By Bob Gregory
The Holidays are supposed to be a joyous and happy time of the year for all, but for many they are the most stressful days of the year! Holidays are a time when friends and family come together to celebrate. We have parties, dinners, social events and gatherings that keep us busy from November through the first of the New Year. There is little time for relaxing with so much planning, preparation and entertaining, so how do you deal with a parent in a Senior Facility? The decision whether or not to bring your parent to your home for the Holidays will add a little stress with a touch of guilt and how you handle that decision will determine how high the stress and how great the guilt!
I have not found a set of hard fast rules to follow regarding bring a parent home for the Holidays, but I have encountered quite a bit of advice and several tips that you should consider:
- Is your parent healthy enough to come to your home for the Holidays? If your parent is in an Assisted Living Facility because they need some assistance with daily activities, then they may be up to a few days away and you may be able to provide the assistance they need during their stay at your home. However, if they are in a Nursing Home due to poor health, the stress of moving them for a few days may be too much for them and you may not be prepared to give them the care they need. Be sure and consult the healthcare professionals at the facility before making any decision.
- Does your parent wish to leave the facility for the Holidays? We all want to be home for the Holidays but don’t forget that your parent is at home in the facility! Most facilities have quite a few functions and activities to celebrate the Holidays and your attendance at some of these may be all your parent wishes. Be sure and ask your parent if they would like to come home with you but understand they may not. Before you discuss coming to stay at your home with your parent, consult the healthcare professionals first. This may save big disappointment if they are not well enough to leave or it is ill advised to move them.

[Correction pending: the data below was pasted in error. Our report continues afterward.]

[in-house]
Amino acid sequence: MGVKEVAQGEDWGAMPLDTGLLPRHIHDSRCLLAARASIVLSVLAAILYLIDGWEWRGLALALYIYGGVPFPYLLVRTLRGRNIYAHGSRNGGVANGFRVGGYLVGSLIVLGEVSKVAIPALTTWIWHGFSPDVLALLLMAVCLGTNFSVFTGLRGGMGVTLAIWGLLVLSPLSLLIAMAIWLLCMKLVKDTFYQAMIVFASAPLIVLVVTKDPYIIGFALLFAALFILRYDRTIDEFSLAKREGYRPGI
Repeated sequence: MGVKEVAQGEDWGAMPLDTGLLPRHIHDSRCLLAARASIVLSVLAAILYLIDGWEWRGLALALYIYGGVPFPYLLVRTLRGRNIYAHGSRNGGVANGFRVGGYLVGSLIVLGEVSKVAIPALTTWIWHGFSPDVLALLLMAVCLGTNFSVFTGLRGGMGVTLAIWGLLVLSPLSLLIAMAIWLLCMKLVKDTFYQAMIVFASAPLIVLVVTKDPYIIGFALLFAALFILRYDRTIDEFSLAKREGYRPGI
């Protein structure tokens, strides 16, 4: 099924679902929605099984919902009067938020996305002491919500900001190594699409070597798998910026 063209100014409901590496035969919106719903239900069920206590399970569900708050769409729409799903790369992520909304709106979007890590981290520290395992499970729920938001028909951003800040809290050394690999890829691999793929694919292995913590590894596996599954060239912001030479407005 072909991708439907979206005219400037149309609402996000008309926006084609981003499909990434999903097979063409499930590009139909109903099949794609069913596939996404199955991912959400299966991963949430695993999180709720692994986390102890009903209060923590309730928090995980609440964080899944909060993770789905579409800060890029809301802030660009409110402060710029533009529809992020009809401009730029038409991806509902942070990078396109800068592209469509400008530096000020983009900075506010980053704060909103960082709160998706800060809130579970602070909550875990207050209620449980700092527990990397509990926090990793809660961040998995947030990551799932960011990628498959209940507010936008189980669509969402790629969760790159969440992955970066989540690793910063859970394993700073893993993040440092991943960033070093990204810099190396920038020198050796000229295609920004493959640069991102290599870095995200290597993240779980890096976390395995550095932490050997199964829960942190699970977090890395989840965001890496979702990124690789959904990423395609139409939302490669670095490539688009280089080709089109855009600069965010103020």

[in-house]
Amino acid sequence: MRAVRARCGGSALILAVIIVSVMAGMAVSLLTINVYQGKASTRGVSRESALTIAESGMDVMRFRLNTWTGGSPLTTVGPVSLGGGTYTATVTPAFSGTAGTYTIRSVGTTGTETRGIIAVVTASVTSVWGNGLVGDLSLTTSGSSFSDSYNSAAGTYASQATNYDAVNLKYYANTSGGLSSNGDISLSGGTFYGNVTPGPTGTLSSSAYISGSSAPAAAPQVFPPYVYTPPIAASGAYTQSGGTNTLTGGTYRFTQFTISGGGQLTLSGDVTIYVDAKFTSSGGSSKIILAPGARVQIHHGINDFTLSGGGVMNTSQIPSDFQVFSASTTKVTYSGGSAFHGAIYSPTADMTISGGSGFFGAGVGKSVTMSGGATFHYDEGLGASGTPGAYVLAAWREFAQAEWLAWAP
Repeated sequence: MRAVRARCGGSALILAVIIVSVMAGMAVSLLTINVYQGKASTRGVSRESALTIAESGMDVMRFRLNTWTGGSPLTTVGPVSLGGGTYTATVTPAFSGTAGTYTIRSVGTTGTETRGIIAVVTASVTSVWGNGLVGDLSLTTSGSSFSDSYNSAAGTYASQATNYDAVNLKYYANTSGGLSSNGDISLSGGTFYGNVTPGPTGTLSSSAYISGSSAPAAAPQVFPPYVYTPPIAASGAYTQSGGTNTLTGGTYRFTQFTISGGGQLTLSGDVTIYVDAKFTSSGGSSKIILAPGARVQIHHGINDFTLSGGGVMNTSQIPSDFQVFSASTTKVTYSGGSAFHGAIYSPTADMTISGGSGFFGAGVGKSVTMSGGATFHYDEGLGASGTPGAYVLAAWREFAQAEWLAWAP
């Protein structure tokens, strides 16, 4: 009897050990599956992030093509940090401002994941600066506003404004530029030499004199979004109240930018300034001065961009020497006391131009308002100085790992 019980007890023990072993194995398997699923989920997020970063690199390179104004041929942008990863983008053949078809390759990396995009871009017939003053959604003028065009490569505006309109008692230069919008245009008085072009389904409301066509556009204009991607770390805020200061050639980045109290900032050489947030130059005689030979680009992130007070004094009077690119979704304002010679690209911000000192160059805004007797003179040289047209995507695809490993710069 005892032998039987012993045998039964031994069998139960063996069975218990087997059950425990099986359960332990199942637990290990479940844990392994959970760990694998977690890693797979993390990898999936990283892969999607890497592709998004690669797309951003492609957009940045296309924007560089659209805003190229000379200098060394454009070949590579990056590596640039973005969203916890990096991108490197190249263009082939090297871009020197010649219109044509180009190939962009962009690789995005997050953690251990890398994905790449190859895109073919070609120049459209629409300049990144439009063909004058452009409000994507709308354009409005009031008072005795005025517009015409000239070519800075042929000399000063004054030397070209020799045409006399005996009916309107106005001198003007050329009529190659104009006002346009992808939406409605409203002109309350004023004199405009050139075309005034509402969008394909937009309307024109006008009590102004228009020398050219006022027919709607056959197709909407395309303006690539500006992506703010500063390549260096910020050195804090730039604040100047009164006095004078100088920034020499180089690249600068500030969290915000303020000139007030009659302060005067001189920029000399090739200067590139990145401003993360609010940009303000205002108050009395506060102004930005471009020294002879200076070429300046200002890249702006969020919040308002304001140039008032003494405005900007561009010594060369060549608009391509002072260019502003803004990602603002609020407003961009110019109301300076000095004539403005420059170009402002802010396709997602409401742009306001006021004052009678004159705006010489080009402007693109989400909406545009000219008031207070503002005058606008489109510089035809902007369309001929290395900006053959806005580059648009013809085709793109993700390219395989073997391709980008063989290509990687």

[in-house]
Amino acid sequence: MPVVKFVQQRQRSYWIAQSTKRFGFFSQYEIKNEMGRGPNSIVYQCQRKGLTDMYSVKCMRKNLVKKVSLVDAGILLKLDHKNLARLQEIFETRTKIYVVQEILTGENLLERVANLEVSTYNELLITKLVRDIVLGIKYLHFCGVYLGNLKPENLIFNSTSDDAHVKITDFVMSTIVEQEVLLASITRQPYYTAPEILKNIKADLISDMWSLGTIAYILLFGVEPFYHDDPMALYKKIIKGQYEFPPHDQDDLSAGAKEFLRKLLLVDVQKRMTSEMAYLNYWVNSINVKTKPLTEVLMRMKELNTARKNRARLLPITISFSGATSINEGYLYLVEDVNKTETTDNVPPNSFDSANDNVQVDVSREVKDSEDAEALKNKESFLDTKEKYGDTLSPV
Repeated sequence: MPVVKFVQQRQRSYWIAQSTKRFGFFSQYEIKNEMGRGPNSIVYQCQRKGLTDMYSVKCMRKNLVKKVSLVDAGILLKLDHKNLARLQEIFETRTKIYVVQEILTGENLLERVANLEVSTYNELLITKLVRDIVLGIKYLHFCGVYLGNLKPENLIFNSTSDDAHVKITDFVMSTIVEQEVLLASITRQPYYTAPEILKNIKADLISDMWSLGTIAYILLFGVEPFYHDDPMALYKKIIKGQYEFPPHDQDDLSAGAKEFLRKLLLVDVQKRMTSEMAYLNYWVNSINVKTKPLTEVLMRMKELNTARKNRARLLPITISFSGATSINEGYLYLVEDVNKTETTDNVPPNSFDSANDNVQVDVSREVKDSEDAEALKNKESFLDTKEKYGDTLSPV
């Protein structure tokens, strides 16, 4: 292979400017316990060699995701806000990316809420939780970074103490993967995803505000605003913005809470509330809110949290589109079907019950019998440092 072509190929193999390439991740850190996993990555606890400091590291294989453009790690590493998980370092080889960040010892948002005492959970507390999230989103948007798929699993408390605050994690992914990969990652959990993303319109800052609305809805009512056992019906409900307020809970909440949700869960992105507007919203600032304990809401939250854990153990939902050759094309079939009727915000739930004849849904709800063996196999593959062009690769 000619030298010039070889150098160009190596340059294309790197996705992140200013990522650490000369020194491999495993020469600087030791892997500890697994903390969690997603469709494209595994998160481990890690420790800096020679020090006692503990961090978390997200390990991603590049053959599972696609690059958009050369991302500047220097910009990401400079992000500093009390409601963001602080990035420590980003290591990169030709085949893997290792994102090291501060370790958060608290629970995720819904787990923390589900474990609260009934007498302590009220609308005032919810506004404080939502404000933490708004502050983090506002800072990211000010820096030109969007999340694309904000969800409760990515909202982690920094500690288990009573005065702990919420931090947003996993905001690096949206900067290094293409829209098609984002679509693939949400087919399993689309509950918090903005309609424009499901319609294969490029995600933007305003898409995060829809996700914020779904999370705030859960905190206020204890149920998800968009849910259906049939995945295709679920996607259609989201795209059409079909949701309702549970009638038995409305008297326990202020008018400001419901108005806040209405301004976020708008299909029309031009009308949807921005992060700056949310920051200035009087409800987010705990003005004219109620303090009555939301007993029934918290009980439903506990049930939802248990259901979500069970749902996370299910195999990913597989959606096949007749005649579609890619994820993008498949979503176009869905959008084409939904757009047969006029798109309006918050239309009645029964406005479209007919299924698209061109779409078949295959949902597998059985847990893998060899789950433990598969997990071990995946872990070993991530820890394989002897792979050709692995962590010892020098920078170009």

|English: Christmas Day in a nursing home Noon on Christmas Day and the residents of Gallions View 369824 are waiting for their Christmas lunch. (Photo credit: Wikipedia)|
- Will your parent get ignored at your home? If you have a very active Holiday schedule, your parent may feel they are being ignored and may be lonely. Keep in mind that it can be very depressing to sit on the sidelines and watch while everyone else is busy with preparations of meals, parties and shopping that your parent may not be physically able to participate. Also, your bedtime schedule is probably a lot different than your parent’s and that may limit their participation in the festivities. Take the time to evaluate how much time you can spend with your parent if they are at your home—it may be less than you think!
- Are you prepared to stop your celebrating to return your parent to the Senior Facility? The thought of coming to your home for the Holidays may be very exciting and it may be something your parent wishes to do. However, don’t be surprised if they decide they want to go back to their ”home” shortly after arriving at yours! Even though you are family and you are prepared to give the best care, it is still a big change from their normal routine and it can be quite upsetting. Most facilities keep very tight schedules and we all know schedules go out the door during Holidays. The new environment may be too much and you need to be prepared to take your parent back to the facility if they wish to leave. If you’ve traveled a long distance to get your parent, this can be a challenge and you can bet they will want to leave at the most inopportune time—be patient!